Twitter Co-Founder Suggests Premium Facebook Service (Without Ads!)

biz stoneThe social media landscape runs on advertising. Social media marketing works because ads are integral to how Twitter, Facebook, and Google make a large percentage of their funds. Companies, brands, and businesses have been using social media advertising for years now and the model is working fairly well. But now, the co-founder of Twitter just announced that Facebook should offer premium, ad-free service. Does the idea make any sense though?

Biz Stone Says Monthly Fee a Smart Idea

Apparently Biz Stone has been away from Facebook for a long time. He recently started using it again and has spoken his mind about an idea for Facebook that would supposedly help it bring in upwards of a billion dollars in revenue.

Yesterday Biz claimed that Facebook should make some changes to its service in order to bring in more revenue. His idea, as he’s quoted on AllThingsD is “For $10 a month, people who really love Facebook (and can afford it), could see no ads. Maybe some special features too.” It works for other services like Pandora and Spotify, so maybe Biz is onto something. It’s not exactly a feature that advertisers would be happy for users to adopt though. In terms of businesses and agencies, the core of social media marketing wouldn’t be very affected either; ads are a separate avenue for reaching consumers on social media.

Biz Stone has a bit of a point. For as massive as the user base of Facebook is, their ad revenues aren’t blowing away the competition proportionately. They do well enough, though. We’ll find out more about where Facebook is going in the future next week as its second quarter earnings report is released. I find it hard to believe that Facebook would adopt something like this any time soon though.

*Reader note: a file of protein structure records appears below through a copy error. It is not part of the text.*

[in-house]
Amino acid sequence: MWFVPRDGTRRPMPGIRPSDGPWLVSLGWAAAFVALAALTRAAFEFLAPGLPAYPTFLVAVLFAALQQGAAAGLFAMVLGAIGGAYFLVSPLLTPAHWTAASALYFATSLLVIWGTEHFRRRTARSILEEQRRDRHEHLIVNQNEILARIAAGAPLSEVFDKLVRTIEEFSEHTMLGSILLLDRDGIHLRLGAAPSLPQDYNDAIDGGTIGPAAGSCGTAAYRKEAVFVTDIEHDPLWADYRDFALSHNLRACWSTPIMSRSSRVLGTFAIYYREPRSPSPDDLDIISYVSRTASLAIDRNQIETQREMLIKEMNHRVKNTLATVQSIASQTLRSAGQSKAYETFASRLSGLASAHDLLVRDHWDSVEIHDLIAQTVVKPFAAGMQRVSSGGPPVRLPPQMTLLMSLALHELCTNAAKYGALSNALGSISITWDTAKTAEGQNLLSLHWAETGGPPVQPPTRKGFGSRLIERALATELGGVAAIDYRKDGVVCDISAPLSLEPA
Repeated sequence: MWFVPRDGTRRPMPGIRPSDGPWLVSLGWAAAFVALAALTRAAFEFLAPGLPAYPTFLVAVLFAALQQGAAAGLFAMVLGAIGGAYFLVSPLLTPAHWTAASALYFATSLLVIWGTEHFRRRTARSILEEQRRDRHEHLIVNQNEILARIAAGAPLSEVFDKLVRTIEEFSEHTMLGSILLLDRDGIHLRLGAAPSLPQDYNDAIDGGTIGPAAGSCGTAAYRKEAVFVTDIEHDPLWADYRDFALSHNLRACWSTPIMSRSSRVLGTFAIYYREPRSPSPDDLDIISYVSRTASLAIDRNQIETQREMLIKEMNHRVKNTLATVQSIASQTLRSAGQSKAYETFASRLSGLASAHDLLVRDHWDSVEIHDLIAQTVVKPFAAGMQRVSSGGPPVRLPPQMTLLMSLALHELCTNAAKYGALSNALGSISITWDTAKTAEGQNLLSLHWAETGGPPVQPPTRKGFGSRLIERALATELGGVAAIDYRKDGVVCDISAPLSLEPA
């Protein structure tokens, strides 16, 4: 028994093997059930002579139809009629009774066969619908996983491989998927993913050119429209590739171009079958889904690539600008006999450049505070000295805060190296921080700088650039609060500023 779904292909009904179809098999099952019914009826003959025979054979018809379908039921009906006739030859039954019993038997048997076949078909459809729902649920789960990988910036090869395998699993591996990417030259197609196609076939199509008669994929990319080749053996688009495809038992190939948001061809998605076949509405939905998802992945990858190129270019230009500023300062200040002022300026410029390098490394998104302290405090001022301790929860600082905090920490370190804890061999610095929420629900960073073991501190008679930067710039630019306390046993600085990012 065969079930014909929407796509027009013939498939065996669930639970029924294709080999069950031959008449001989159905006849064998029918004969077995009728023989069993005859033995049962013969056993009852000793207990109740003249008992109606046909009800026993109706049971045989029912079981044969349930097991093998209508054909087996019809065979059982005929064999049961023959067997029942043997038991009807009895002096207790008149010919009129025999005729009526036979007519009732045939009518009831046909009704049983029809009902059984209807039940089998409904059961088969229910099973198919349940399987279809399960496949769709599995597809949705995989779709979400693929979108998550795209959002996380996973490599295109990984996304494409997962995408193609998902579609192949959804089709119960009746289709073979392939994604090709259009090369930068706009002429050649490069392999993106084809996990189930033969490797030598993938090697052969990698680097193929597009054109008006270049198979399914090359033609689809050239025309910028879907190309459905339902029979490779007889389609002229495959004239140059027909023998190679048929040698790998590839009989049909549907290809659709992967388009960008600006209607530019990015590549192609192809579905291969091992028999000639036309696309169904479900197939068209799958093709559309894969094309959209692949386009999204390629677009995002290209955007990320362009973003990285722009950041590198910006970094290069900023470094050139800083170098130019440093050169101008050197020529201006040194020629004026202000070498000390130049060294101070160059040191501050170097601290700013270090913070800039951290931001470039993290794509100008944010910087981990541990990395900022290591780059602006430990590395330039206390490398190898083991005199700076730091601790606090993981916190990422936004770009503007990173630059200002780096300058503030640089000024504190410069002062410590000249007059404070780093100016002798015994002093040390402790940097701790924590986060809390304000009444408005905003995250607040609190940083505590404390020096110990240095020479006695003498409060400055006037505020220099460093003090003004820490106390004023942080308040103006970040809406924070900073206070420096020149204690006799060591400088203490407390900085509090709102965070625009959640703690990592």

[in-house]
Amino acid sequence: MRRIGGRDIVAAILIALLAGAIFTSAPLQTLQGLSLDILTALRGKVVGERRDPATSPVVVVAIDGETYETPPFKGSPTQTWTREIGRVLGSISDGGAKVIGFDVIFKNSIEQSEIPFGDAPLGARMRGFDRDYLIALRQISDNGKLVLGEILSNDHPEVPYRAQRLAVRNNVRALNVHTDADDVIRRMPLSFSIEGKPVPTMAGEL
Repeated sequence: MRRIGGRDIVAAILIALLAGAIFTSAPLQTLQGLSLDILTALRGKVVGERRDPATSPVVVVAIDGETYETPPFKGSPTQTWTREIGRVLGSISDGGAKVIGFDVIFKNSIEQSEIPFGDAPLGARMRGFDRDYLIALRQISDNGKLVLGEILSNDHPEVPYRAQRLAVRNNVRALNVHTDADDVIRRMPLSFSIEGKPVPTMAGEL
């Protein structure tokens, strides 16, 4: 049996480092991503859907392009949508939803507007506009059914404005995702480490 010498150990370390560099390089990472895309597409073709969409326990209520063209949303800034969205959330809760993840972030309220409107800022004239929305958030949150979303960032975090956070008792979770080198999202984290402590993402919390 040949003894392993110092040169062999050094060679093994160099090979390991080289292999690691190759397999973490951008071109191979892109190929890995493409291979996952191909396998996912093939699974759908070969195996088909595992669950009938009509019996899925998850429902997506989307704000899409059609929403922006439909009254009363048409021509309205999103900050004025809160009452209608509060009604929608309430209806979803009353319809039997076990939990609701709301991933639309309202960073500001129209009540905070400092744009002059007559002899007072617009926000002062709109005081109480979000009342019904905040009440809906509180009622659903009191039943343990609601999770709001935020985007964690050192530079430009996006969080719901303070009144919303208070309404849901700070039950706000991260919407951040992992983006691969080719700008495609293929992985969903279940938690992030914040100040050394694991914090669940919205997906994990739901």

What’s Wrong With the Idea

There’s a lot wrong with the idea, and David Murphy over at PC Mag has put together a great critique on why it probably won’t happen. Biz Stone is looking to services like Pandora for their subscription success and thinks it can work for Facebook just as well, if not better. That looks like where the problem is.

As David writes, “Pandora’s model is the exception to the general rule that today’s apps are cheaper than they used to be and generally ad-supported.” Pandora only costs $36 a year, versus a proposed $120 fee for Facebook premium. I don’t think people are going to go for that.

Further, it goes against the advertising model that Facebook has been with for years. As David writes, a premium service is a “snake-eating-its-own-tail” plan that goes against everything Facebook has developed for its advertisers.

Probably Won’t Happen

I think it’s safe to say that Biz Stone’s idea will remain an idea for a long time. Facebook has shown itself to be creative and has adapted to going public relatively well. Advertisers don’t need to worry, and even businesses and agencies wouldn’t have to worry. A change in advertising policy doesn’t affect true social media marketing, which is all about making a connection with consumers and building your brand.

Would a premium Facebook appeal to you? Do you think it’s a good or bad idea for Facebook? Is Biz Stone just trying to get attention?

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Patrick currently lives in Somerville, Massachusetts, where he is studying for a Master's Degree in Intercultural Relations. Upon graduation from Penn State in 2008, he spent two years overseas in Kyrgyzstan with the U.S. Peace Corps. While writing is currently his chosen way to put food on the table, he loves fitness and exercise, which he believes makes up for his avid computer gaming habit.

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